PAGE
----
Unexpectedly Intriguing!
26 September 2022

The S&P 500 (Index: SPX) continued falling in the third full trading week of September 2022, closing the week down 4.65% from the previous week's close, and a full 23.0% below its 3 January 2022 peak.

This decline is consistent with how the dividend futures-based model would set stock prices if the model's basic multiplier was suddenly reset from the value of -2.5 that has applied since 16 June 2021 to be +2.0 as of 13 September 2022, assuming investors are also focusing their attention on the distant future quarter of 2023-Q2:

Alternative Futures - S&P 500 - 2022Q3 - Standard Model (m=-2.5 from 16 June 2021) - Snapshot on 23 Sep 2022

We're surprised by how closely the trajectory of the S&P 500 is tracking along with the model's projection of the index' trajectory associated with investors focusing their attention on 2023-Q2. That's because the model has also entered a period when we expect its projections are being affected by the past volatility of the historic stock prices it uses as the base reference points for projecting the index' future potential trajectories based on how far into the future investors are looking. That's something we'll revisit next week, when we'll estimate how much of the decline in stock prices is attributable to noise and how much is signal based on how investors have changed their view of the market.

Speaking of which, we find other analysts are picking up on just how different today's market is from that of just two weeks ago. Here's how Reuters covered that development on Friday, September 23, 2022:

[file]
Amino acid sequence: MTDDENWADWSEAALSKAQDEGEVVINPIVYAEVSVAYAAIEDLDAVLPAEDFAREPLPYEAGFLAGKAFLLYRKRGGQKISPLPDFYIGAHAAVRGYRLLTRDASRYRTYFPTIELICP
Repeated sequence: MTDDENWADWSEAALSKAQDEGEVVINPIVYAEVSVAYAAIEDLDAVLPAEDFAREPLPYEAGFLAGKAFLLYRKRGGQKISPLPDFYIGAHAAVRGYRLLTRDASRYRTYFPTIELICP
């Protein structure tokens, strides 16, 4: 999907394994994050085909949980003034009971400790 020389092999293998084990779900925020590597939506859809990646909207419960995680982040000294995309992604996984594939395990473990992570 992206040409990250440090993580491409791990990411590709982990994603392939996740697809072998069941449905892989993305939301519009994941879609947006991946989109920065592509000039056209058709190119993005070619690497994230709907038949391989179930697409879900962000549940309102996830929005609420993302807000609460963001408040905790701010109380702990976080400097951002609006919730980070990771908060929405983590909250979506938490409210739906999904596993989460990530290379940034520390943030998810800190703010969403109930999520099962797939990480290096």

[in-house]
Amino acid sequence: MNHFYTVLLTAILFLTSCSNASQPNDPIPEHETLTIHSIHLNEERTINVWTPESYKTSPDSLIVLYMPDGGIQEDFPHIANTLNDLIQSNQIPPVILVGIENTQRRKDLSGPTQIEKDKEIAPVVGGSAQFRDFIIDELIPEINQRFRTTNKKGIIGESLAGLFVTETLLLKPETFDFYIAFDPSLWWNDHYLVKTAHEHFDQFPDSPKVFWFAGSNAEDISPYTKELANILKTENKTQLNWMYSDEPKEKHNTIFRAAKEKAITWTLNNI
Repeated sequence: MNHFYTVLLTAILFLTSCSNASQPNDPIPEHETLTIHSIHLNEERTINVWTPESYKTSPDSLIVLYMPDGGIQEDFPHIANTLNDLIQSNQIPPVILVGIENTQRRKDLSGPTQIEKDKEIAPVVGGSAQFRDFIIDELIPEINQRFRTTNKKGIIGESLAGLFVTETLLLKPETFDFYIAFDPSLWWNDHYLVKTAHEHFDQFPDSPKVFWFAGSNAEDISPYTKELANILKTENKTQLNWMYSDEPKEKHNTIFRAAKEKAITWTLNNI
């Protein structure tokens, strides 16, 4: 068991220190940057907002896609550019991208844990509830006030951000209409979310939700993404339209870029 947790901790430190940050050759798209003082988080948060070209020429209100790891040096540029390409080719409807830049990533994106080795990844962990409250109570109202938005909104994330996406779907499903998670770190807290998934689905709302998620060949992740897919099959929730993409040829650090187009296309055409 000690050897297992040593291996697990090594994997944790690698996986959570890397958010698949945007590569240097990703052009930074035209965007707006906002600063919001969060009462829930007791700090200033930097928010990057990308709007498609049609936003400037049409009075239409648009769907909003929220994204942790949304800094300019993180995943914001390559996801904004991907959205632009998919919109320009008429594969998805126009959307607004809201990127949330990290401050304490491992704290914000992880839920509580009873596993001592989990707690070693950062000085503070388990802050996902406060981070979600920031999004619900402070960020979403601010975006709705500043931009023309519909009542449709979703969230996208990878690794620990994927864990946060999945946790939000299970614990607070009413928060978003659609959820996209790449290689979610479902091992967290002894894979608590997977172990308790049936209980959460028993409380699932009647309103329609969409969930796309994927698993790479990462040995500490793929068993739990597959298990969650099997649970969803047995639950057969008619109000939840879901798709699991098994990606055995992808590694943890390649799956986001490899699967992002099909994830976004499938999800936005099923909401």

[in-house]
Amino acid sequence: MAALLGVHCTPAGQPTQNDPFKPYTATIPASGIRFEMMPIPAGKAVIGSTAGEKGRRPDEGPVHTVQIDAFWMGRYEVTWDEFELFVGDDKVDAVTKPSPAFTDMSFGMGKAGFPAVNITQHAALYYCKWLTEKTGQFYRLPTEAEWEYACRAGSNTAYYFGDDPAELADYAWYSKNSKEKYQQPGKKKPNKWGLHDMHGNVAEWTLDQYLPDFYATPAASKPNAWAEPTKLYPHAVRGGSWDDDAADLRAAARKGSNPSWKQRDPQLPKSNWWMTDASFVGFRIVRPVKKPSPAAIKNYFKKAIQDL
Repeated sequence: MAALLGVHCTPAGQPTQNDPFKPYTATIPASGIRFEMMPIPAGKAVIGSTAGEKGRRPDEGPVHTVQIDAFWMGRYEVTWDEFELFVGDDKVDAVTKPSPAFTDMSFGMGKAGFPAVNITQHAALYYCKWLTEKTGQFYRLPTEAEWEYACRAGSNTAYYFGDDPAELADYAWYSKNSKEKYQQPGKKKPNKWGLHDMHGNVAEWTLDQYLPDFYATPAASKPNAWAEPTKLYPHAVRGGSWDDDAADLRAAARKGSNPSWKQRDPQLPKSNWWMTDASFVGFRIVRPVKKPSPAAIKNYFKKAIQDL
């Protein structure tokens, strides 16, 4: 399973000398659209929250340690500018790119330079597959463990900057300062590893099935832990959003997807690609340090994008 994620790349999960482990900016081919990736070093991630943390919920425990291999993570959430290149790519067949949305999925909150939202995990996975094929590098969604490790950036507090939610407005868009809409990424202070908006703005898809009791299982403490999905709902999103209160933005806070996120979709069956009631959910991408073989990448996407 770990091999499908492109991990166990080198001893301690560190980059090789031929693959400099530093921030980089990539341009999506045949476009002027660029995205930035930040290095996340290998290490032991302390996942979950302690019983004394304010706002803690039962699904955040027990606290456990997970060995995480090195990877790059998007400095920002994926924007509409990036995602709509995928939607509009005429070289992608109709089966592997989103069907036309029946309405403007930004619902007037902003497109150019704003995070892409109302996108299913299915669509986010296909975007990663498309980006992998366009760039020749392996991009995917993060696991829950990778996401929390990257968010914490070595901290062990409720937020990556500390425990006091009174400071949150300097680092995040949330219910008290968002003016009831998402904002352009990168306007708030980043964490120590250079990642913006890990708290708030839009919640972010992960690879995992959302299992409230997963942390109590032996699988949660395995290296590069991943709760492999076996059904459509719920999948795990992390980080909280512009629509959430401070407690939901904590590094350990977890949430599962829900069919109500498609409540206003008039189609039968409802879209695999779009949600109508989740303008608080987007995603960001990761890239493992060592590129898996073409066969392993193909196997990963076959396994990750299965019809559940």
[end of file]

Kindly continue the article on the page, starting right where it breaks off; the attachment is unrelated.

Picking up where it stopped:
Across Wall Street, banks are scrambling to adjust their forecasts to account for a Federal Reserve that shows no evidence of letting up in its fight against inflation after delivering another market-bruising rate hike this week and signaling more severe monetary policy tightening ahead.

Once-reliable technical indicators are falling by the wayside. The S&P dipped below its mid-June low of 3,666 on Friday afternoon, erasing a sharp summer rebound in U.S. stocks – the first time in history the index breached a new low after erasing more than half of its losses.

A rout in bond markets added to the pressure on stocks — yields on the benchmark 10-year Treasury, which move inversely to prices, recently stood at 3.67%, their highest level since 2010.

“These are uncharted waters,” said Sam Stovall, chief investment strategist at CFRA Research. “The market right now is going through a crisis of confidence.”

Or rather, the market has entered a new regime. Here are the market-moving headlines from the week that was:

Monday, 19 September 2022
Tuesday, 20 September 2022
Wednesday, 21 September 2022
Thursday, 22 September 2022
Friday, 23 September 2022

After the Fed hiked the Federal Funds Rate to a target range of 3.00-3.25%, the CME Group's FedWatch Tool projects a three-quarter point rate hike when the FOMC meets in early November (2022-Q4), followed by a half point rate hike in December (2022-Q4). In 2023, investors are expected at least a quarter point rate hike in February (2023-Q1) and another in June (2023-Q2), bringing the FFR to a target range of 4.75-5.00%. After this peak in 2023-Q2, the FedWatch tool indicates the Fed will respond to developing recessionary conditions with quarter point rate cuts projected in July (2023-Q3) and December (2023-Q4).

Meanwhile, the Atlanta Fed's GDPNow tool's projection for real GDP growth in the soon-to-end quarter of 2022-Q3 dropped again for the third consecutive week, from 0.5% to 0.3%. The Bureau of Economic Analysis will provide its first official estimate of real GDP growth in 2022-Q3 at the end of October 2022. The BEA has previously indicated the first two quarters of 2022 experienced negative real growth, but that may change as the BEA's analysts release their annual revisions.

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